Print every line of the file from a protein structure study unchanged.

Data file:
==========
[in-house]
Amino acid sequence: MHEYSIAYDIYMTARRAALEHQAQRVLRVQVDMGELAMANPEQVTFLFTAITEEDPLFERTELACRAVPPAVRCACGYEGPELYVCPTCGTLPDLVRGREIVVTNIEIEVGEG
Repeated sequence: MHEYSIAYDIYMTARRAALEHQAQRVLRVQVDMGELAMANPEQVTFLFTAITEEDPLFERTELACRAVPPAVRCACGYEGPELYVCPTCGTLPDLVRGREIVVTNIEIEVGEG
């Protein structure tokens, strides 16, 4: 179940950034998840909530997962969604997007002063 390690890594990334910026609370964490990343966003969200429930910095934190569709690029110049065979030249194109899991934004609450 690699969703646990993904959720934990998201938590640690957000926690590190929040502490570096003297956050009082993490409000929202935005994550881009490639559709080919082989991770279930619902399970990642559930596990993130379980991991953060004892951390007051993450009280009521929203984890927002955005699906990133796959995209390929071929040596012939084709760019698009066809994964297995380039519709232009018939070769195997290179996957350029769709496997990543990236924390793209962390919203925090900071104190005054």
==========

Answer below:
[in-house]
Amino acid sequence: MHEYSIAYDIYMTARRAALEHQAQRVLRVQVDMGELAMANPEQVTFLFTAITEEDPLFERTELACRAVPPAVRCACGYEGPELYVCPTCGTLPDLVRGREIVVTNIEIEVGEG
Repeated sequence: MHEYSIAYDIYMTARRAALEHQAQRVLRVQVDMGELAMANPEQVTFLFTAITEEDPLFERTELACRAVPPAVRCACGYEGPELYVCPTCGTLPDLVRGREIVVTNIEIEVGEG
């Protein structure tokens, strides 16, 4: 179940950034998840909530997962969604997007002063 390690890594990334910026609370964490990343966003969200429930910095934190569709690029110049065979030249194109899991934004609450 690699969703646990993904959720934990998201938590640690957000926690590190929040502490570096003297956050009082993490409000929202935005994550881009490639559709080919082989991770279930619902399970990642559930596990993130379980991991953060004892951390007051993450009280009521929203984890927002955005699906990133796959995209390929071929040596012939084709760019698009066809994964297995380039519709232009018939070769195997290179996957350029769709496997990543990236924390793209962390919203925090900071104190005054």